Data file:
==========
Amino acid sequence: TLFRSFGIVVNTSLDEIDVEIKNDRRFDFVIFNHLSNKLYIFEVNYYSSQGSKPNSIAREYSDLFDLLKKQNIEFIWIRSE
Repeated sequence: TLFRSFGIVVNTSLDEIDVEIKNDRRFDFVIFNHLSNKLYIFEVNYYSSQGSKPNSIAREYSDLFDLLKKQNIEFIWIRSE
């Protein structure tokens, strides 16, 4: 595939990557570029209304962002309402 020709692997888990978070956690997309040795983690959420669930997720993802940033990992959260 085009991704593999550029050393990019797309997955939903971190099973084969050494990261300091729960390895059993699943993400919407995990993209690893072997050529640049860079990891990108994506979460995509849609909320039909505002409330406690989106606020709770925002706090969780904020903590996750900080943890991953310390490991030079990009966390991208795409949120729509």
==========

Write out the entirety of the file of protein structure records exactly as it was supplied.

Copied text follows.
Amino acid sequence: TLFRSFGIVVNTSLDEIDVEIKNDRRFDFVIFNHLSNKLYIFEVNYYSSQGSKPNSIAREYSDLFDLLKKQNIEFIWIRSE
Repeated sequence: TLFRSFGIVVNTSLDEIDVEIKNDRRFDFVIFNHLSNKLYIFEVNYYSSQGSKPNSIAREYSDLFDLLKKQNIEFIWIRSE
């Protein structure tokens, strides 16, 4: 595939990557570029209304962002309402 020709692997888990978070956690997309040795983690959420669930997720993802940033990992959260 085009991704593999550029050393990019797309997955939903971190099973084969050494990261300091729960390895059993699943993400919407995990993209690893072997050529640049860079990891990108994506979460995509849609909320039909505002409330406690989106606020709770925002706090969780904020903590996750900080943890991953310390490991030079990009966390991208795409949120729509």